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Thread: gnome-keyring gpg2 and enigmail clash -- looking for work around

  1. #1
    Join Date
    Feb 2016
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    Question gnome-keyring gpg2 and enigmail clash -- looking for work around

    Enigmail version 1.9 requires gpg2, it refuses to use gpg 1.4. (https://www.enigmail.net/index.php/e...d=13#faqLink_3)

    gpg2 requires use of gpg-agent (see man gpg2, for example """--no-use-agent
    This is dummy option. gpg2 always requires the agent.""" )

    gnome-keyring intercepts calls to gpg-agent and breaks the necessary (for email) gpgsm. The workaround documented is to disable Gnome keyring (https://wiki.gnupg.org/GnomeKeyring).

    I have Ubuntu 15.04. I use Gnome keyring to manage my encrypted backups, for example. So I can't disable it without losing that functionality. However this means Thunderbird/enigmail fails. The error is:
    """GnuPG reported an error in the communication with gpg-agent (a component of GnuPG).This is a system setup or configuration error that prevents Enigmail from working properly and cannot be fixed automatically.
    We strongly recommend that you consult our support web site at https://enigmail.net/faq."""

    Note that the FAQ the enigmail error points to is the one I quoted above, it does not provide a workaround for this conflict, although it provides advice on upgrading to gpg2.

    Is there a way for gpg-agent to manage the enigmail password? If not, am I stuck choosing between encrypted email and encrypted backup files? Can I roll back the version of enigmail? There is no obvious option to do this. I attempted to override the GnuPG location in engimails basic settings page back to gpg v1.4, but it caught that I'd rolled back major versions and refused to work.

    I attempted to provide an additional command to gpg via enigmails "advanced" options tab of `--agent-program /usr/bin/gpg-connect-agent' and `--agent-program /usr/bin/gpg-agent' but that didn't help, gnome-keyring is intercepting the calls at a lower level than that.

    Can I edit gnome-keyring locally somehow to prevent it from intercepting these calls, and just let gpg-agent and gnome-keyring run in parallel? I assume that has other issues, but as currently nothing helps perhaps it is worth the tradeoffs?

    Any other workarounds available? Or am I just destined to use old software versions forever?

    Thanks for your help.

  2. #2
    Join Date
    Feb 2016
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    Lightbulb Re: gnome-keyring gpg2 and enigmail clash -- looking for work around

    So I believe I've managed to sort this. You'll have to start thunderbird from the command line, though. Put the following in your ~/.bashrc file:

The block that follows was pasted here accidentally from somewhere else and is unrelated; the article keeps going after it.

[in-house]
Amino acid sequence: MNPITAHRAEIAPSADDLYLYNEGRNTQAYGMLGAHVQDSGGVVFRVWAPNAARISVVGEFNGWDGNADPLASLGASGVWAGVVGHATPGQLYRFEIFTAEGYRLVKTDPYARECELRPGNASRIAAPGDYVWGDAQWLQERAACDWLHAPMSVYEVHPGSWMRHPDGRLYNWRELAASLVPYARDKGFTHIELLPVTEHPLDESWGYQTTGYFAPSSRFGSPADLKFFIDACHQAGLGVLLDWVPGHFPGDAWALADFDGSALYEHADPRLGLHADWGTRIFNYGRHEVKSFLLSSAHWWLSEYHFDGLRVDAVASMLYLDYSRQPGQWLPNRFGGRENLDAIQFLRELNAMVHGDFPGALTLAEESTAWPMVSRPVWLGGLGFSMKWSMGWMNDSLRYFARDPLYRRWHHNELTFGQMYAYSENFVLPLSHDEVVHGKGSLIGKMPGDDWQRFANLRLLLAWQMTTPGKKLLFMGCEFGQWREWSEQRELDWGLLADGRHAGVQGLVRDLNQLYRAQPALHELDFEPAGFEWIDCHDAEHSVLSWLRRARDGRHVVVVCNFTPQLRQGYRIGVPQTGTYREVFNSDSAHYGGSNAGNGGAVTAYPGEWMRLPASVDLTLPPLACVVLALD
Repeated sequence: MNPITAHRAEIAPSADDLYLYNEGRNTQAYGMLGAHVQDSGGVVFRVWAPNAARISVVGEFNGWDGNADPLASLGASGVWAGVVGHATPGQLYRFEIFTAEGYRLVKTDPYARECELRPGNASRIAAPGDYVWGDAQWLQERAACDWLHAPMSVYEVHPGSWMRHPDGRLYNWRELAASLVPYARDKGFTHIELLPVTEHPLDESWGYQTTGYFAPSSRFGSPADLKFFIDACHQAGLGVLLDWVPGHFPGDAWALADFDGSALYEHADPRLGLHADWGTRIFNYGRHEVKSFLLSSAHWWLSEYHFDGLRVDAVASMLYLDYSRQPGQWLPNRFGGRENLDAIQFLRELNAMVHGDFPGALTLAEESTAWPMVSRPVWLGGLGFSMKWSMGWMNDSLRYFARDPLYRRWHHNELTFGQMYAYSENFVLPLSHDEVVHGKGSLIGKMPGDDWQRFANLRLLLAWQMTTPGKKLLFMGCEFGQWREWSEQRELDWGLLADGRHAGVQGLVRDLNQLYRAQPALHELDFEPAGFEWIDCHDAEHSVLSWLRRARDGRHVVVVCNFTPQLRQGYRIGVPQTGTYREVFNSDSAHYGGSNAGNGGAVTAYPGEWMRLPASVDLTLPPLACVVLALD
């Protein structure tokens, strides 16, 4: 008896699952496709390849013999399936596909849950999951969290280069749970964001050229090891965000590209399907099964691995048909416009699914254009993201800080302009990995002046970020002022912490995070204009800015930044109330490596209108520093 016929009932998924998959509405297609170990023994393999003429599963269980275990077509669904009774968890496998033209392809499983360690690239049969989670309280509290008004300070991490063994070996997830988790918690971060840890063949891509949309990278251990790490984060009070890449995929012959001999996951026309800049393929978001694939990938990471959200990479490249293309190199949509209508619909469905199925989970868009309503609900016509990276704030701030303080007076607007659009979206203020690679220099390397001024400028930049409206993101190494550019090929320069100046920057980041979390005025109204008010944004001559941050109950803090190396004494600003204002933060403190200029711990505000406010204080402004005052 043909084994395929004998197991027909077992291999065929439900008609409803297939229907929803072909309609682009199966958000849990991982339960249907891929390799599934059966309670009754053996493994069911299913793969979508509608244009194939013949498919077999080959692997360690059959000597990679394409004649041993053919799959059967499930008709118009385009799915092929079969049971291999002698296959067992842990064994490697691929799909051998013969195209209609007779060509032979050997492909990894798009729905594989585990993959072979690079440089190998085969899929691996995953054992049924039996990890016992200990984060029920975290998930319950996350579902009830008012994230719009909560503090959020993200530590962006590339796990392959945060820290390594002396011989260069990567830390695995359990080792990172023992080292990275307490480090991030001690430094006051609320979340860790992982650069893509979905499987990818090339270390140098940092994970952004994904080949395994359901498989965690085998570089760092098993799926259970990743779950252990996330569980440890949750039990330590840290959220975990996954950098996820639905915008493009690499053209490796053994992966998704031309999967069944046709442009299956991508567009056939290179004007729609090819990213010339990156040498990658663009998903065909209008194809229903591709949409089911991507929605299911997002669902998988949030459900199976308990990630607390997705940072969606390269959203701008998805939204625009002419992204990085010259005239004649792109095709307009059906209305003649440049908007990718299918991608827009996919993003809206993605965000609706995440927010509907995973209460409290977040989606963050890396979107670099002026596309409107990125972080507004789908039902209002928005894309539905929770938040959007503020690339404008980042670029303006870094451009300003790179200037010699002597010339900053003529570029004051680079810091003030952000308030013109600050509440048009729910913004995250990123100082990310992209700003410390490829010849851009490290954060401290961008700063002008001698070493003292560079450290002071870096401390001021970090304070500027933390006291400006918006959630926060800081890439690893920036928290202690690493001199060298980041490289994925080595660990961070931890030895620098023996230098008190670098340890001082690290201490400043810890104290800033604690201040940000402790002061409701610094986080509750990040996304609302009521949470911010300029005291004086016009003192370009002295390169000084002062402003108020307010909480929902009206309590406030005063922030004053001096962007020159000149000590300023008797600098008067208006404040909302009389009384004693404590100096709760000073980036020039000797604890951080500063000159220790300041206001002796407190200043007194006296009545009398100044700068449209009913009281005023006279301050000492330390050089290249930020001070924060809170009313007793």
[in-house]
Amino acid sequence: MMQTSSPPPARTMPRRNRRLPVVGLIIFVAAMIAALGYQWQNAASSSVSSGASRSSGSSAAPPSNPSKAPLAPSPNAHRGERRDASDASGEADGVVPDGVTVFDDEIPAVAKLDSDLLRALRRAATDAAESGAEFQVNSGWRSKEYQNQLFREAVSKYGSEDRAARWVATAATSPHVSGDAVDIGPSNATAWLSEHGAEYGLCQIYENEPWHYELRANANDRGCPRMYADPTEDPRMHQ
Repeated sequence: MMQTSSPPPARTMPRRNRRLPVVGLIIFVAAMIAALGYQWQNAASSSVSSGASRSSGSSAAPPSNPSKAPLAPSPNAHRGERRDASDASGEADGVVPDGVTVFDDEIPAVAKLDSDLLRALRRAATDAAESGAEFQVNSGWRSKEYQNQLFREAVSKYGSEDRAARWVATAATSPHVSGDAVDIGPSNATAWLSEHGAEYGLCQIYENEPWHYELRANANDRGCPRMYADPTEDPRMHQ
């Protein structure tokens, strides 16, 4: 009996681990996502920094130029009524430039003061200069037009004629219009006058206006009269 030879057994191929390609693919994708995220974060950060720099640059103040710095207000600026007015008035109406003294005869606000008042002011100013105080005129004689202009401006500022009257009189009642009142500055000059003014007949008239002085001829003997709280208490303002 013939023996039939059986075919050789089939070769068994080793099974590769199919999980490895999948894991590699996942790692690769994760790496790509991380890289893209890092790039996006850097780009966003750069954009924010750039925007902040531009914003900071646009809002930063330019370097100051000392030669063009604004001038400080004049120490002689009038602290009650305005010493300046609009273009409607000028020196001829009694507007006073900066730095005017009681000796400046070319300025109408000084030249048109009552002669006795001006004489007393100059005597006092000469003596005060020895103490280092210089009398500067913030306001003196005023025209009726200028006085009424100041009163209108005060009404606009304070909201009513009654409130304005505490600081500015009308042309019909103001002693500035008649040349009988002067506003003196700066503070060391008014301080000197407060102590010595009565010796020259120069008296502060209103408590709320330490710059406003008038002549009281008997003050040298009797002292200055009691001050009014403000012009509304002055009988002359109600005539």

Code:
    # this is necessary since enigmail in thunderbird requires gpg2, it no longer# works with the default gnome keyring.
    # this is taken from the gpg-agent man page:
    # /usr/bin/gpg-agent --daemon --write-env-file "${HOME}/.gpg-agent-info"
    # which helps, but it spawns a new agent for each terminal. 
    # adjusting for the advice here (even though it's for OSX):
    ## https://www.semipol.de/2015/05/03/letting-enigmail-use-gpg-agent-for-passphrase-caching-on-osx.html
    # that is, make sure it's not running already (test the right file exists and
    # that the pid it lists is running (kill -0 just checks if a pid is alive)
    if test -f "$HOME/.gpg-agent-info" && \
         kill -0 "$(cut -d: -f 2 "$HOME/.gpg-agent-info")" 2>/dev/null
    then
        echo "already running" > /dev/null
    else
        /usr/bin/gpg-agent --daemon --write-env-file "${HOME}/.gpg-agent-info" > /dev/null
    fi
    
    # then do the rest of the stuff from the gpg-agent man page
    # This should be run "for each interactive session"
    if [ -f "${HOME}/.gpg-agent-info" ]
    then
        . "${HOME}/.gpg-agent-info"
        export GPG_AGENT_INFO
    fi
    
    GPG_TTY=$(tty)
    export GPG_TTY
    This will be run whenever you open a new terminal, but will make sure you only have one gpg-agent running at a time.
    Then, from a (new) terminal, initialize thunderbird (``thunderbird'' at the prompt should do it). I think that it then inherits the context from the terminal, including the gpg-agent. Either way, it works properly with encrypting and decrypting mail, without disabling gnome-keyring.
    I also have ``--agent-program /usr/bin/gpg-connect-agent'' in my enigmail preferences, advanced tab, for running gpg2 with that flag, but I don't think that should be needed.

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